Maryland County Hires Controversial Traffic-Camera Company

Optotraffic said it had “successfully accomplished its mission” to reduce speeding in Cheverly when it terminated its contract with that town in August 2011.
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A traffic-camera management company that ended managing such cameras for the town of Cheverly, Md. after a town official criticized the company’s frequent equipment malfunctions has been hired by Prince George’s County, Md. to manage the county’s speed camera program.

Optotraffic said it had “successfully accomplished its mission” to reduce speeding in Cheverly when it terminated its contract with that town in August 2011. The cameras are credited with issued about one ticket per day in August, compared with more than 400 in July 2010.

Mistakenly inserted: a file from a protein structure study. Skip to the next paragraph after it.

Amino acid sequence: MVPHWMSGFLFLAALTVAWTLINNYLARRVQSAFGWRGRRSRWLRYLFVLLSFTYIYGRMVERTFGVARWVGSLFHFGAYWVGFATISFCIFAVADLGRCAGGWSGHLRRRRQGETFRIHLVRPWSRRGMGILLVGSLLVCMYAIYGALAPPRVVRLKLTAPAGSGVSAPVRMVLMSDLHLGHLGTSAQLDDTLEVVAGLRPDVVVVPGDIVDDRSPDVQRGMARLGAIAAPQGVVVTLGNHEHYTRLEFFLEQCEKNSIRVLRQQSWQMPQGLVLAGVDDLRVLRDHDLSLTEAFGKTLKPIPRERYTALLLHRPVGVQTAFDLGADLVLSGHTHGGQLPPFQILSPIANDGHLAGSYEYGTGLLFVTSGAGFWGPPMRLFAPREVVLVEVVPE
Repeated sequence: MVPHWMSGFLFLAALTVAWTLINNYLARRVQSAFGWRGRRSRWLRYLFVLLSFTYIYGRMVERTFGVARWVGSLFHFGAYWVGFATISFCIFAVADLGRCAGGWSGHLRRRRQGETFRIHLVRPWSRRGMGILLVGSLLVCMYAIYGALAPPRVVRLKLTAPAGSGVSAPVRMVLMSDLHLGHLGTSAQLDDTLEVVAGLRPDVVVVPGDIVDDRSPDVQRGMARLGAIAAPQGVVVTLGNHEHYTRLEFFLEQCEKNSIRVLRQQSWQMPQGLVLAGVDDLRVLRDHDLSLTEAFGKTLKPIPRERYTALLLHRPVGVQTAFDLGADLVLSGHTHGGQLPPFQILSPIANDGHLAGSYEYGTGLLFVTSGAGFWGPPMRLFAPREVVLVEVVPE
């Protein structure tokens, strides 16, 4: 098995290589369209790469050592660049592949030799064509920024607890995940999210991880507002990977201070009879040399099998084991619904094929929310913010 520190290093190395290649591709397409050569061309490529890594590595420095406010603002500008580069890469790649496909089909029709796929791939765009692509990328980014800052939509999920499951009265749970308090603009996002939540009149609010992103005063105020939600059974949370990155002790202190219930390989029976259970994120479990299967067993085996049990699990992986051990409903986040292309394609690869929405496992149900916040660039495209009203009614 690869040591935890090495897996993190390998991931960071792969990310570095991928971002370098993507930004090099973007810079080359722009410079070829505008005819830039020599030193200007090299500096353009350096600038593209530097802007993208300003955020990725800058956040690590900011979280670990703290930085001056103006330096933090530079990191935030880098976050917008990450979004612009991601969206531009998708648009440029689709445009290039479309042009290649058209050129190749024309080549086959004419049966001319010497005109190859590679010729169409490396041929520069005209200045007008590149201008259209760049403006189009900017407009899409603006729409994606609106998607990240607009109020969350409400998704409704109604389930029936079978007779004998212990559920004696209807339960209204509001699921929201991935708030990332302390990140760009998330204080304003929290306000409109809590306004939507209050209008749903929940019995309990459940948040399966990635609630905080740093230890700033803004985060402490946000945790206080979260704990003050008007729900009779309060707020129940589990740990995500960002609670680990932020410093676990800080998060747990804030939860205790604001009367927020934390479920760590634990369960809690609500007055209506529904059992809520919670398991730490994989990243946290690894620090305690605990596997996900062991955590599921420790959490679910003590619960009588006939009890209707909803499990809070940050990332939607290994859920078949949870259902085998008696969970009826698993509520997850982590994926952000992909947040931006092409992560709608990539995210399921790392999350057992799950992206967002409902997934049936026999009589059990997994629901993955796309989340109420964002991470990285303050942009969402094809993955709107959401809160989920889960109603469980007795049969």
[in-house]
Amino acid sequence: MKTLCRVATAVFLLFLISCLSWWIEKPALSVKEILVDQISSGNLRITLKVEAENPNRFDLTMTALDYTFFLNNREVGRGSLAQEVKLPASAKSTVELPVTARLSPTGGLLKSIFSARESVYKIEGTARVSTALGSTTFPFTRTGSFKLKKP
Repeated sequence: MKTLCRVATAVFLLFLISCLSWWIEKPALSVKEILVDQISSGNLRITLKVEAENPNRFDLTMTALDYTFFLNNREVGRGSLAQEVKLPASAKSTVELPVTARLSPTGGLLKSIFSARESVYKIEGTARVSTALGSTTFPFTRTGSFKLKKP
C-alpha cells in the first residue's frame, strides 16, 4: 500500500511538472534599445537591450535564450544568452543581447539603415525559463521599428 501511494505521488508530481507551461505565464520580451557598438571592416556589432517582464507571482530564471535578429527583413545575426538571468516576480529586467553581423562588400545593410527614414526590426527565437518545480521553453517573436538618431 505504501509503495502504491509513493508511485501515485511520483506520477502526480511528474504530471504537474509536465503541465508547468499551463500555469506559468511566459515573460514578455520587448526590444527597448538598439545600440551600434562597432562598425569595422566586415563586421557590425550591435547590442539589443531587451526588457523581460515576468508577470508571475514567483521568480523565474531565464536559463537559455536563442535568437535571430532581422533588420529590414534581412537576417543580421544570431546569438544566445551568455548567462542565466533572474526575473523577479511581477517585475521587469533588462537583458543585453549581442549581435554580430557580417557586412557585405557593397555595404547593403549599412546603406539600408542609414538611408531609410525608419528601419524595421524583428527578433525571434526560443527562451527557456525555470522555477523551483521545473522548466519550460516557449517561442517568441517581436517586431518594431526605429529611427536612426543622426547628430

However, Cheverly Administrator David Warrington outlined problems with Optotraffic’s cameras and management in letters sent to the company. In the letters Warrington says the quality of the pictures was so poor that the town could only issue two violations out of 20 photos taken; that the cameras were poorly calibrated with some producing photos of nothing, but which said vehicles were passing at speeds in excess of 75 mph, or of bicycles reported to have been traveling from 38 to 57 mph, he wrote.

Cheverly’s concerns with Optotraffic were not publicly reported until Prince George’s County was finalizing its own contract with the company. More than $500,000 in speeding tickets have been issued by Prince George’s County since Optotraffic assumed management of the cameras, there are plans to deploy as many as 72 more cameras around the county by the end of 2012.

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